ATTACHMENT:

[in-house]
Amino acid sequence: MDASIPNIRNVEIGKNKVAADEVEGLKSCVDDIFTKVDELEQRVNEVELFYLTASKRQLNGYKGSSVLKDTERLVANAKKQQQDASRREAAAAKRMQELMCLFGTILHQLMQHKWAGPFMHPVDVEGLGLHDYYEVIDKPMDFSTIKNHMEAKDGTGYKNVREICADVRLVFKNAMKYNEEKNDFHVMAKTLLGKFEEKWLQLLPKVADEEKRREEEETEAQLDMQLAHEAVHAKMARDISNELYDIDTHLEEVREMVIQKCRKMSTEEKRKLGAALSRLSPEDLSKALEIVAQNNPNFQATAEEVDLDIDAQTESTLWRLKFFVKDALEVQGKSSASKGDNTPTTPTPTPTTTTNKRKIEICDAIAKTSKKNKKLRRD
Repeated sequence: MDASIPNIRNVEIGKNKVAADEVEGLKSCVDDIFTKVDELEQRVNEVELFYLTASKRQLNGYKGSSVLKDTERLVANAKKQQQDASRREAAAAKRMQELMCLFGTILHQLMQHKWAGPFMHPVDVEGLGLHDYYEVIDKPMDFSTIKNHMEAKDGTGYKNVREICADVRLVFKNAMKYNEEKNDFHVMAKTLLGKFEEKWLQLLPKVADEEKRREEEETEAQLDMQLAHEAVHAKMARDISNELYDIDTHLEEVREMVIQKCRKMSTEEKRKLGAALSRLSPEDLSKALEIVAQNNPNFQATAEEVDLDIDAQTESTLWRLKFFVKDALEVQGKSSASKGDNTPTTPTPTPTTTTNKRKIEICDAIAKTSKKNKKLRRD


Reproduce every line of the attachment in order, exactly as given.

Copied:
[in-house]
Amino acid sequence: MDASIPNIRNVEIGKNKVAADEVEGLKSCVDDIFTKVDELEQRVNEVELFYLTASKRQLNGYKGSSVLKDTERLVANAKKQQQDASRREAAAAKRMQELMCLFGTILHQLMQHKWAGPFMHPVDVEGLGLHDYYEVIDKPMDFSTIKNHMEAKDGTGYKNVREICADVRLVFKNAMKYNEEKNDFHVMAKTLLGKFEEKWLQLLPKVADEEKRREEEETEAQLDMQLAHEAVHAKMARDISNELYDIDTHLEEVREMVIQKCRKMSTEEKRKLGAALSRLSPEDLSKALEIVAQNNPNFQATAEEVDLDIDAQTESTLWRLKFFVKDALEVQGKSSASKGDNTPTTPTPTPTTTTNKRKIEICDAIAKTSKKNKKLRRD
Repeated sequence: MDASIPNIRNVEIGKNKVAADEVEGLKSCVDDIFTKVDELEQRVNEVELFYLTASKRQLNGYKGSSVLKDTERLVANAKKQQQDASRREAAAAKRMQELMCLFGTILHQLMQHKWAGPFMHPVDVEGLGLHDYYEVIDKPMDFSTIKNHMEAKDGTGYKNVREICADVRLVFKNAMKYNEEKNDFHVMAKTLLGKFEEKWLQLLPKVADEEKRREEEETEAQLDMQLAHEAVHAKMARDISNELYDIDTHLEEVREMVIQKCRKMSTEEKRKLGAALSRLSPEDLSKALEIVAQNNPNFQATAEEVDLDIDAQTESTLWRLKFFVKDALEVQGKSSASKGDNTPTTPTPTPTTTTNKRKIEICDAIAKTSKKNKKLRRD